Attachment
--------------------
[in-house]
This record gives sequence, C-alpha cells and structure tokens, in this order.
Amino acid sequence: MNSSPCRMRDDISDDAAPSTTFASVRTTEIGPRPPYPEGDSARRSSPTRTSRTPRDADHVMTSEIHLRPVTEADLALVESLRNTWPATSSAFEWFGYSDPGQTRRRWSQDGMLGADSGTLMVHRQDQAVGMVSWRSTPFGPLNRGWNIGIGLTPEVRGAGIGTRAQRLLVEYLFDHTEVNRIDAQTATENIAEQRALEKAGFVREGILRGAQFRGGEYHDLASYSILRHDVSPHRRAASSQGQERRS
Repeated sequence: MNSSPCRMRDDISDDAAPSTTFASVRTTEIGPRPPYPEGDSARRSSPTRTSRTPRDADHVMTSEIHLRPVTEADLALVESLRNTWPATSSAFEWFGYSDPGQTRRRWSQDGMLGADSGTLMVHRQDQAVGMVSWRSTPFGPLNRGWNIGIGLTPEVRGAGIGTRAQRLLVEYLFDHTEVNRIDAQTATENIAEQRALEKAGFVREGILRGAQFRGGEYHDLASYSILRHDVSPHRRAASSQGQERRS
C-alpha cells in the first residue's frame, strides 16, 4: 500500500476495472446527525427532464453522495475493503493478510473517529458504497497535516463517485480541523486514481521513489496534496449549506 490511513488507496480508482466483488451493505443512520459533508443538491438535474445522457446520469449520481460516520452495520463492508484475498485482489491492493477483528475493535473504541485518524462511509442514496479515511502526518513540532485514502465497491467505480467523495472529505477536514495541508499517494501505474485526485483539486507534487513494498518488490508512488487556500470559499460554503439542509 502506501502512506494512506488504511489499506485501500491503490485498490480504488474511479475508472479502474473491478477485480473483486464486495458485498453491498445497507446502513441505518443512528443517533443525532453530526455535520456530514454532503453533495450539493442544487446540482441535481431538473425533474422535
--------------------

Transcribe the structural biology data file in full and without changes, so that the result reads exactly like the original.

[in-house]
This record gives sequence, C-alpha cells and structure tokens, in this order.
Amino acid sequence: MNSSPCRMRDDISDDAAPSTTFASVRTTEIGPRPPYPEGDSARRSSPTRTSRTPRDADHVMTSEIHLRPVTEADLALVESLRNTWPATSSAFEWFGYSDPGQTRRRWSQDGMLGADSGTLMVHRQDQAVGMVSWRSTPFGPLNRGWNIGIGLTPEVRGAGIGTRAQRLLVEYLFDHTEVNRIDAQTATENIAEQRALEKAGFVREGILRGAQFRGGEYHDLASYSILRHDVSPHRRAASSQGQERRS
Repeated sequence: MNSSPCRMRDDISDDAAPSTTFASVRTTEIGPRPPYPEGDSARRSSPTRTSRTPRDADHVMTSEIHLRPVTEADLALVESLRNTWPATSSAFEWFGYSDPGQTRRRWSQDGMLGADSGTLMVHRQDQAVGMVSWRSTPFGPLNRGWNIGIGLTPEVRGAGIGTRAQRLLVEYLFDHTEVNRIDAQTATENIAEQRALEKAGFVREGILRGAQFRGGEYHDLASYSILRHDVSPHRRAASSQGQERRS
C-alpha cells in the first residue's frame, strides 16, 4: 500500500476495472446527525427532464453522495475493503493478510473517529458504497497535516463517485480541523486514481521513489496534496449549506 490511513488507496480508482466483488451493505443512520459533508443538491438535474445522457446520469449520481460516520452495520463492508484475498485482489491492493477483528475493535473504541485518524462511509442514496479515511502526518513540532485514502465497491467505480467523495472529505477536514495541508499517494501505474485526485483539486507534487513494498518488490508512488487556500470559499460554503439542509 502506501502512506494512506488504511489499506485501500491503490485498490480504488474511479475508472479502474473491478477485480473483486464486495458485498453491498445497507446502513441505518443512528443517533443525532453530526455535520456530514454532503453533495450539493442544487446540482441535481431538473425533474422535